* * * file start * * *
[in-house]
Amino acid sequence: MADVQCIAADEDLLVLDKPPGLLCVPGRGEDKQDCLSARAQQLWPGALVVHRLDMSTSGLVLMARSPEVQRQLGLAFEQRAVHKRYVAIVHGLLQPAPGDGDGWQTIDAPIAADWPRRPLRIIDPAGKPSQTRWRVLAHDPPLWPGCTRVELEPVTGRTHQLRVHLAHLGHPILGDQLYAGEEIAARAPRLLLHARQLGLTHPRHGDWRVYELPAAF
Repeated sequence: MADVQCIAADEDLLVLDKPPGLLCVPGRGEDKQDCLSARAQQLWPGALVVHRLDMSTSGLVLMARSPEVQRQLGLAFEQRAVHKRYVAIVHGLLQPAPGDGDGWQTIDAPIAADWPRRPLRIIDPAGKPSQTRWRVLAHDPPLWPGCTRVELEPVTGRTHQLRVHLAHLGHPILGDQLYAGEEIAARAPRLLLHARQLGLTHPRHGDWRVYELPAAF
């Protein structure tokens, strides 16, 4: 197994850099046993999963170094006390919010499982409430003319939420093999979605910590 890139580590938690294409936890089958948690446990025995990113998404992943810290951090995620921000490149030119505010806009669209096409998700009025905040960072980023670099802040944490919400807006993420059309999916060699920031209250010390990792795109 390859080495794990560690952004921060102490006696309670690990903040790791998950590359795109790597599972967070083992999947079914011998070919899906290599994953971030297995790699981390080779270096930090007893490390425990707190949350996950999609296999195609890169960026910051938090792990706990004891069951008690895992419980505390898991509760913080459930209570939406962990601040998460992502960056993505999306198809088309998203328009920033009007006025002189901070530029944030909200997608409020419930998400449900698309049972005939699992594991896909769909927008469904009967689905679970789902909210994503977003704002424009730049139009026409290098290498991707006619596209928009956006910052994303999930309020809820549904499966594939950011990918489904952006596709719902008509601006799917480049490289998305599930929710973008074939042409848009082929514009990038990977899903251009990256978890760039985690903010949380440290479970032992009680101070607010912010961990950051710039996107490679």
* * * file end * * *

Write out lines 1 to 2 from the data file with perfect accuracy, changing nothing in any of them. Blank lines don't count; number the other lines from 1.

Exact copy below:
[in-house]
Amino acid sequence: MADVQCIAADEDLLVLDKPPGLLCVPGRGEDKQDCLSARAQQLWPGALVVHRLDMSTSGLVLMARSPEVQRQLGLAFEQRAVHKRYVAIVHGLLQPAPGDGDGWQTIDAPIAADWPRRPLRIIDPAGKPSQTRWRVLAHDPPLWPGCTRVELEPVTGRTHQLRVHLAHLGHPILGDQLYAGEEIAARAPRLLLHARQLGLTHPRHGDWRVYELPAAF